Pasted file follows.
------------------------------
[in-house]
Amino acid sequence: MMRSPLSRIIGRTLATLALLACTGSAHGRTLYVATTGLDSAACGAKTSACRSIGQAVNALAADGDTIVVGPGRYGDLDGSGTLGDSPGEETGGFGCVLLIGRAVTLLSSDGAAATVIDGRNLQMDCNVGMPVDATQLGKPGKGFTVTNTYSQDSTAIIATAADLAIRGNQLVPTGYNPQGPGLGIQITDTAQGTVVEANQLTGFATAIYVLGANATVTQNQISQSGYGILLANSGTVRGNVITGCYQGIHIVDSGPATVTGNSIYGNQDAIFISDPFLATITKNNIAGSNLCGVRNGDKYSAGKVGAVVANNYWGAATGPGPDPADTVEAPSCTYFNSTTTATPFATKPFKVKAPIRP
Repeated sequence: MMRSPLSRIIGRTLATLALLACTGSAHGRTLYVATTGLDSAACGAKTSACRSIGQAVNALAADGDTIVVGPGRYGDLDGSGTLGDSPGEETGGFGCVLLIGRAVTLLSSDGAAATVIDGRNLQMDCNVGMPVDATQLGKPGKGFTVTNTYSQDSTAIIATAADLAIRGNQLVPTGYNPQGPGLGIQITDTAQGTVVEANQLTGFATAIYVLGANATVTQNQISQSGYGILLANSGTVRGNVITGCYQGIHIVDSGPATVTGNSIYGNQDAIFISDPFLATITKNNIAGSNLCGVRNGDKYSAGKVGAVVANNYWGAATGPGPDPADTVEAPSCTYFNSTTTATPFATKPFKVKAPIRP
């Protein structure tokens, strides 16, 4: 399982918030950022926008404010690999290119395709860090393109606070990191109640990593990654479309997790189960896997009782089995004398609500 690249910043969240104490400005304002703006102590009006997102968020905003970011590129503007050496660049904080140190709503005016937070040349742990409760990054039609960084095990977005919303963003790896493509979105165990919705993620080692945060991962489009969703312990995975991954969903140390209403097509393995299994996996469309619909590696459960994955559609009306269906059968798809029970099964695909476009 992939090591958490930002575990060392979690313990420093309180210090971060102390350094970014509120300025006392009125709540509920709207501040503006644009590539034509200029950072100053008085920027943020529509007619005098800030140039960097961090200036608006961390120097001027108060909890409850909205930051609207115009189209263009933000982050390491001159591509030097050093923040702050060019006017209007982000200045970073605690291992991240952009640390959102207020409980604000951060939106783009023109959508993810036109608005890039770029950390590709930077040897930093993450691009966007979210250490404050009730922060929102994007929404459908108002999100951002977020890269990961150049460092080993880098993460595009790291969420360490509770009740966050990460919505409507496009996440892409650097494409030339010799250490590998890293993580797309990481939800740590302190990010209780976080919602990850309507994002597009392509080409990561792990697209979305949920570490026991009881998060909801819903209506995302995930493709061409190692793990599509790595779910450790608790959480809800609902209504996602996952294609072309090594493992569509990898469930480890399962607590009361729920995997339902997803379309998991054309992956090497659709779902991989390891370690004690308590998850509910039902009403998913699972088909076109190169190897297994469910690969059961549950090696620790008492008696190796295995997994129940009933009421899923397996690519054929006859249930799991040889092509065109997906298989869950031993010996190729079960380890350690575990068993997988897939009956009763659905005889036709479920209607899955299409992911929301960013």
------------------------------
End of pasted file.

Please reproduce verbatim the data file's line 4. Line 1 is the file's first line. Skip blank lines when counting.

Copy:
């Protein structure tokens, strides 16, 4: 399982918030950022926008404010690999290119395709860090393109606070990191109640990593990654479309997790189960896997009782089995004398609500 690249910043969240104490400005304002703006102590009006997102968020905003970011590129503007050496660049904080140190709503005016937070040349742990409760990054039609960084095990977005919303963003790896493509979105165990919705993620080692945060991962489009969703312990995975991954969903140390209403097509393995299994996996469309619909590696459960994955559609009306269906059968798809029970099964695909476009 992939090591958490930002575990060392979690313990420093309180210090971060102390350094970014509120300025006392009125709540509920709207501040503006644009590539034509200029950072100053008085920027943020529509007619005098800030140039960097961090200036608006961390120097001027108060909890409850909205930051609207115009189209263009933000982050390491001159591509030097050093923040702050060019006017209007982000200045970073605690291992991240952009640390959102207020409980604000951060939106783009023109959508993810036109608005890039770029950390590709930077040897930093993450691009966007979210250490404050009730922060929102994007929404459908108002999100951002977020890269990961150049460092080993880098993460595009790291969420360490509770009740966050990460919505409507496009996440892409650097494409030339010799250490590998890293993580797309990481939800740590302190990010209780976080919602990850309507994002597009392509080409990561792990697209979305949920570490026991009881998060909801819903209506995302995930493709061409190692793990599509790595779910450790608790959480809800609902209504996602996952294609072309090594493992569509990898469930480890399962607590009361729920995997339902997803379309998991054309992956090497659709779902991989390891370690004690308590998850509910039902009403998913699972088909076109190169190897297994469910690969059961549950090696620790008492008696190796295995997994129940009933009421899923397996690519054929006859249930799991040889092509065109997906298989869950031993010996190729079960380890350690575990068993997988897939009956009763659905005889036709479920209607899955299409992911929301960013």